Friday, July 31, 2009

Collisions in 2D



I want to continue with the analysis of inelastic collisions between particles in two dimensions. I plan to use these for simulations. As we did previously, I will use the notations M and m to refer to two masses which will have a historic meeting. In the diagram, they approach each other in a reference frame where (i) m is at rest and (ii) all of M's velocity is along the x-axis.

To simplify things, I will only consider the case where the masses are equal, M = m. M is the blue circle in the diagram, it approaches m with velocity a. After the collision, M is deflected along angle φ below the x-axis, while m exits with angle θ above the x-axis. We use the same conservation laws which give us three equations:


(1) a = c cosφ + d cosθ
(2) c sinφ = d sinθ
(3) a2 = c2 + d2

Rearrange (1) and square it:
a2 - 2 a c cosφ + c2 cos2φ = d2 cos2θ

then add to the square of (2):
a2 - 2 a c cosφ + c2 cos2φ + c2 sin2φ = d2 cos2θ + d2 sin2θ

use the trigonometric identity
sin2α + cos2α = 1
reduce the above to:
a2 - 2 a c cosφ + c2 = d2

substitute for a2 from 3:
c2 + d2 - 2 a c cosφ + c2 = d2
rearrange:
2c2 = 2 a c cosφ

if c ≠ 0, then:
c = a cosφ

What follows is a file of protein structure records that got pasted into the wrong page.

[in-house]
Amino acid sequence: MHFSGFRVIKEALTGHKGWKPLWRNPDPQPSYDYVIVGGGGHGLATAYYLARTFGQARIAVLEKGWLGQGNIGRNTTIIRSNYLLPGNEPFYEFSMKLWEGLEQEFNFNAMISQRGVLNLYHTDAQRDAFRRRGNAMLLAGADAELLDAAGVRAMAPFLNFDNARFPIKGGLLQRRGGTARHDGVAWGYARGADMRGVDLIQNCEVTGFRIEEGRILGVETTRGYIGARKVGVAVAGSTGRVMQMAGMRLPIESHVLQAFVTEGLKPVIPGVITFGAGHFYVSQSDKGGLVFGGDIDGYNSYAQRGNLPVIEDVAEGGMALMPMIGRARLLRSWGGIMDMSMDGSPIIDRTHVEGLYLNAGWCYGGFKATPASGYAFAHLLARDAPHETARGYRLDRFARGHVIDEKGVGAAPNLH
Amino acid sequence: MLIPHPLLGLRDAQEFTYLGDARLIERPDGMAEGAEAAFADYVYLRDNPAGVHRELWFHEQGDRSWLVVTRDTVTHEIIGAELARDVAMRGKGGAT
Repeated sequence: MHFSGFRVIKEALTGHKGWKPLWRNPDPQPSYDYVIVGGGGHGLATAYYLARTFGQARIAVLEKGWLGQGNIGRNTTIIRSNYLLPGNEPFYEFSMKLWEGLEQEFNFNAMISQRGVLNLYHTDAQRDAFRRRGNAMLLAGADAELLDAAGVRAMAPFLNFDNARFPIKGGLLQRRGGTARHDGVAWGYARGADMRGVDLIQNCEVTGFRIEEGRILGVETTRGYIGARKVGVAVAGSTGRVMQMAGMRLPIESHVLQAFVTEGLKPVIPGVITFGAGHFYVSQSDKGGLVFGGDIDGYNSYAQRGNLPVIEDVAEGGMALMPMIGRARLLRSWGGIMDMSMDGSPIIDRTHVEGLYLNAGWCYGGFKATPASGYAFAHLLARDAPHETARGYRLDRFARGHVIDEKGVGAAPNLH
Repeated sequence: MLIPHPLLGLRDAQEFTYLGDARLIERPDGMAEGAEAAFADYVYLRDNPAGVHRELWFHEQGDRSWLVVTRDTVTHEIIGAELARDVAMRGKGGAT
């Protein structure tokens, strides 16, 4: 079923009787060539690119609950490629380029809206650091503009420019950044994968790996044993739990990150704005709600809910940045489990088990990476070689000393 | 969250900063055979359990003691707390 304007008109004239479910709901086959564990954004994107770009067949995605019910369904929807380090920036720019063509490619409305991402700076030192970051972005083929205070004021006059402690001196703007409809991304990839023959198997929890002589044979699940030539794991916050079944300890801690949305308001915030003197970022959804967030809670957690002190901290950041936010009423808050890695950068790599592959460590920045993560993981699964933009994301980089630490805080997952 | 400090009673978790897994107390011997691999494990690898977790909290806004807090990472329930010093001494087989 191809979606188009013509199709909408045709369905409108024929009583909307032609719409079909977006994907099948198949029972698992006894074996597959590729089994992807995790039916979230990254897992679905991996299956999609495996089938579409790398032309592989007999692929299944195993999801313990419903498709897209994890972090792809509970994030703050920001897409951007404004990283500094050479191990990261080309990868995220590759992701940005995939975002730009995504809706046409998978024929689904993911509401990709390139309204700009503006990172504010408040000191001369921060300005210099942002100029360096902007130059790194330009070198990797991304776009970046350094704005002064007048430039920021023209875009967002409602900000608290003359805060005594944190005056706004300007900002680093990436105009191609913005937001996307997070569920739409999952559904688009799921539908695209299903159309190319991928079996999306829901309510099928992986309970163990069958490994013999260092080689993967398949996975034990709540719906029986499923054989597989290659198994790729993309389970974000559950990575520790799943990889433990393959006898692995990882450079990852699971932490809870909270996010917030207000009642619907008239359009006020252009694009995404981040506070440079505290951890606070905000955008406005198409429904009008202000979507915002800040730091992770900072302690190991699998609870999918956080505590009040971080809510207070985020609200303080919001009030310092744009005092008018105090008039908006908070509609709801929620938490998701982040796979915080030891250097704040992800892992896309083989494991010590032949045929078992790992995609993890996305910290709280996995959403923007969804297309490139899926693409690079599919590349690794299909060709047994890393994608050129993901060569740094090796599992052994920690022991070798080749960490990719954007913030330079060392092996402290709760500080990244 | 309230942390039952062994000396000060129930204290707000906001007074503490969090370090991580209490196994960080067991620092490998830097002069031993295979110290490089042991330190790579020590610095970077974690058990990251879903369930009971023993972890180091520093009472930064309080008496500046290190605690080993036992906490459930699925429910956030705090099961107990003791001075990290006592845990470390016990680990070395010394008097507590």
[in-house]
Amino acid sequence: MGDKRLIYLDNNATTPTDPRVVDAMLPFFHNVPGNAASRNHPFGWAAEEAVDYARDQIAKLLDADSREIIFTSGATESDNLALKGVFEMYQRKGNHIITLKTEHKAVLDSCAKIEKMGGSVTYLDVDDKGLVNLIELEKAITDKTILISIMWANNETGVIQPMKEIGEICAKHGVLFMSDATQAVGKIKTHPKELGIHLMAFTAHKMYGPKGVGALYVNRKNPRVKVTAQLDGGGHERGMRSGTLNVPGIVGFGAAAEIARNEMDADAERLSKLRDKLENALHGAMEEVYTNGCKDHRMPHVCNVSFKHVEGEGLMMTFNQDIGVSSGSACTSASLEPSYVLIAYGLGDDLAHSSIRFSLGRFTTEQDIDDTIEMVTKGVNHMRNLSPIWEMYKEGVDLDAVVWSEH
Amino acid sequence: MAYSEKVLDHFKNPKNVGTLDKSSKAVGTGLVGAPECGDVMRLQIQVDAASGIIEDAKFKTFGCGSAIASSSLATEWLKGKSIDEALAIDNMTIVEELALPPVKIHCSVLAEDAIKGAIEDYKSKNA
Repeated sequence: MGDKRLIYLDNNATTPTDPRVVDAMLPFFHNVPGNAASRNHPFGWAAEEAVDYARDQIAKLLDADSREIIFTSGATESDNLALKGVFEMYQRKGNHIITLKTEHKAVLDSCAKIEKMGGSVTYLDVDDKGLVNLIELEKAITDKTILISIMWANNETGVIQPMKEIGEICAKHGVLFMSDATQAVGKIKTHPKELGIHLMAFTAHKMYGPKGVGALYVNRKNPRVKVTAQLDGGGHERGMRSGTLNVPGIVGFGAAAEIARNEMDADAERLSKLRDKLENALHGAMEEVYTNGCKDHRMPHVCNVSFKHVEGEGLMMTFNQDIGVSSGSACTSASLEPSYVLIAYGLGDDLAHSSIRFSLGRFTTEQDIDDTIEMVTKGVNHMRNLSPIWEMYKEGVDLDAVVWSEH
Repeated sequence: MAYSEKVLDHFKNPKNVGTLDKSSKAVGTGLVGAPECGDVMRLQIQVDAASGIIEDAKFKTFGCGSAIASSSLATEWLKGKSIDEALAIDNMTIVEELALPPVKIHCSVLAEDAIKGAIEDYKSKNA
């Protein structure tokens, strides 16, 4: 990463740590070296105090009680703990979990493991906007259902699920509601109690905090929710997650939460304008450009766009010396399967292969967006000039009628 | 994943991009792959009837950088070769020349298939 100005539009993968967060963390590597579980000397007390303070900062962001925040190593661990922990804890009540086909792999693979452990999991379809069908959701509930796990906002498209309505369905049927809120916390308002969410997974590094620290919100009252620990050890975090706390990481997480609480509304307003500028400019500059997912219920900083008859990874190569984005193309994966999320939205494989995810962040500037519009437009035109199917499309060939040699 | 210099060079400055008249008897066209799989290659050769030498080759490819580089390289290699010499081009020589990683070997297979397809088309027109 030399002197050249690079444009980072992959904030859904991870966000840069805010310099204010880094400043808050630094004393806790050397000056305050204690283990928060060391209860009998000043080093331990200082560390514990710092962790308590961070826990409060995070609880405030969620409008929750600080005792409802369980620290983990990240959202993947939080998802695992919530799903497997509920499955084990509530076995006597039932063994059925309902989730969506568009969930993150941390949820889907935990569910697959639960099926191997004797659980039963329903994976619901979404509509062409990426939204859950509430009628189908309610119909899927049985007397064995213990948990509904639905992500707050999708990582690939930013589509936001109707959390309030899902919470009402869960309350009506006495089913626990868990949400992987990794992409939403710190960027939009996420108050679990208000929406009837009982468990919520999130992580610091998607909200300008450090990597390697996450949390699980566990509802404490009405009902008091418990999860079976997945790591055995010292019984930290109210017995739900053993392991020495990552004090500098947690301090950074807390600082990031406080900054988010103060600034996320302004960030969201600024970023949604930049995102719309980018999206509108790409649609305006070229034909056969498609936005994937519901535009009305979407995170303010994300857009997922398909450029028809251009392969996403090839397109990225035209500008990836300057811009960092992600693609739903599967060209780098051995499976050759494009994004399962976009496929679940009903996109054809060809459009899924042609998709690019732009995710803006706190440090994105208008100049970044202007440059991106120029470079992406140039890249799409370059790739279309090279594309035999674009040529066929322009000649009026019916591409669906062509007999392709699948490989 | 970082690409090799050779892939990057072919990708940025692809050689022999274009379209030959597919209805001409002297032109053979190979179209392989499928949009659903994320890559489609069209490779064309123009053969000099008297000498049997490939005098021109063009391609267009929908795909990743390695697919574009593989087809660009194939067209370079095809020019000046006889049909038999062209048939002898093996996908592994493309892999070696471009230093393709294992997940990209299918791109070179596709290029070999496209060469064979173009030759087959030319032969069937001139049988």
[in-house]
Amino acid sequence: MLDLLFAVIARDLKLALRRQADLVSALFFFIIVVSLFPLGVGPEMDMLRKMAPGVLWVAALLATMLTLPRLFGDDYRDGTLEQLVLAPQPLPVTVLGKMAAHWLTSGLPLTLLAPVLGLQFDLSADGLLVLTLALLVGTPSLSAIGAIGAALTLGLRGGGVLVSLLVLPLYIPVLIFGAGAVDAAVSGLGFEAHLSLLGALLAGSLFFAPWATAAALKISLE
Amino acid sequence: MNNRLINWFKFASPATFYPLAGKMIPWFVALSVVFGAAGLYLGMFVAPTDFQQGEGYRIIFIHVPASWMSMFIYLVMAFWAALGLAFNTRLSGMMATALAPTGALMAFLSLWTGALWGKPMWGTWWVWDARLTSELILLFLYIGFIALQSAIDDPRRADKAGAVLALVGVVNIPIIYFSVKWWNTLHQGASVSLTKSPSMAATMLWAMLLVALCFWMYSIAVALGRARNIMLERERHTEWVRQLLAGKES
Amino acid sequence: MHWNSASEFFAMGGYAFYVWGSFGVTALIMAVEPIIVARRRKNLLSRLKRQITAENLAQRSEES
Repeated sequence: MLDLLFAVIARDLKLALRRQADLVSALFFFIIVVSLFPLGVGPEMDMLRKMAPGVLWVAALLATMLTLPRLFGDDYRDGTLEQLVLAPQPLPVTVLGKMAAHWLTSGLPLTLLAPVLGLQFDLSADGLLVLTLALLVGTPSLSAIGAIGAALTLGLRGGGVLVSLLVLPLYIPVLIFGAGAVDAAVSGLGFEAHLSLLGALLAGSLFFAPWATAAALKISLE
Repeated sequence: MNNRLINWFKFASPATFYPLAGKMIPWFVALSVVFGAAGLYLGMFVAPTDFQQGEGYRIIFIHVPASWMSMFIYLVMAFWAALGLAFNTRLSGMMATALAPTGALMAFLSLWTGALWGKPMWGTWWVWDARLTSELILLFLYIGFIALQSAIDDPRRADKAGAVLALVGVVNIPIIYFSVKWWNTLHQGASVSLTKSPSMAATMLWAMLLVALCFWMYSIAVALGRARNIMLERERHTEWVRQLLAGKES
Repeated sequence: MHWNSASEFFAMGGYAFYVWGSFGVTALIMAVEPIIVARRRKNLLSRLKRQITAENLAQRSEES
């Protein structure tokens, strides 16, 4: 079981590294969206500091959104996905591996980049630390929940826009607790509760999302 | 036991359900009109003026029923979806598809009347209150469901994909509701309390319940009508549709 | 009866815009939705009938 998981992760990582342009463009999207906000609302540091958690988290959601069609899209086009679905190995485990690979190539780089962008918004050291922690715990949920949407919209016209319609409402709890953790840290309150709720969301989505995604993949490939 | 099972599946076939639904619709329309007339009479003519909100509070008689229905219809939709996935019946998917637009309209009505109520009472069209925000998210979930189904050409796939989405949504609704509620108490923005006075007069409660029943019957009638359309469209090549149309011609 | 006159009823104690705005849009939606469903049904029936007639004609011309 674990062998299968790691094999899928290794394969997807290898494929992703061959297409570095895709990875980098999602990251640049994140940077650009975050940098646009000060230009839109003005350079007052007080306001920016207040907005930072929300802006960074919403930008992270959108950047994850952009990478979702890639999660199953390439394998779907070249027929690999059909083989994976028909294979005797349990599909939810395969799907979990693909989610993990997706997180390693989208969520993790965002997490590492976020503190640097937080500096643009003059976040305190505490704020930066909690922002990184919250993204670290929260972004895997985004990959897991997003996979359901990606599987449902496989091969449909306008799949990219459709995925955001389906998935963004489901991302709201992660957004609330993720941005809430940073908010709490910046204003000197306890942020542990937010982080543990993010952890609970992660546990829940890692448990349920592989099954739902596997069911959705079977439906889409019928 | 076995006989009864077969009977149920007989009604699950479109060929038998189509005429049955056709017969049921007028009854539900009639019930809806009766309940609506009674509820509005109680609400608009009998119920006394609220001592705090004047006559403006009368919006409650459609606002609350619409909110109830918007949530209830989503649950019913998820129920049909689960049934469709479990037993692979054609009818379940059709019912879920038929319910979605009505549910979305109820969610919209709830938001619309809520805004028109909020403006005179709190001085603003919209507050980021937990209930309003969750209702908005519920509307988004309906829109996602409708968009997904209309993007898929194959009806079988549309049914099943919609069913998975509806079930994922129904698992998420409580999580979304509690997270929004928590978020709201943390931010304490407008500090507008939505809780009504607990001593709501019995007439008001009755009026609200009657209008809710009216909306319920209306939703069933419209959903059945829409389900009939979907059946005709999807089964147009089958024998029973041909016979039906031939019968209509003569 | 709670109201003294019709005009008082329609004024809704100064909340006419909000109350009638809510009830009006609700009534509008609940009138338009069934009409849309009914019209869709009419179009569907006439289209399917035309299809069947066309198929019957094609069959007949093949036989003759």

substitute for c2 in (3):
a2 = a2 cos2φ + d2
d2 = a2 (1 - cos2φ)
d2 = a2 sin2φ
d = a sin φ


So, we have solved for c and d in terms of a and the angle φ. Unfortunately, what we will know in our simulation is the positions of the two centers of mass at the moment they touch (i.e. θ). Now, we could go back and solve for θ directly. But I will assert that the following is true by symmetry:

c = a sinθ
d = a cosθ


(There is nothing special about the labels on the particles, so if we switch c and d, as well as θ and φ it should be OK).



Notice that we now have:

d = a sinφ = a cosθ
sinφ = cosθ
φ + θ = π/2


For equal masses, the particles always move away from each other at right angles.

For the x and y-components of the velocities:
cx = c cosφ = c sinθ = a sin2θ
cy = c sinφ = c cosθ = a sinθ cosθ

dx = d cosθ = a cos2θ
dy = d sinθ = a sinθ cosθ


And, as a special bonus, we notice that the 2D case also applies to 3D, because any 3D collision involves two particles whose frame of reference can always be rotated and translated so as to reduce to the 2D case. Next: using these simple equations to simulate a 2D gas.

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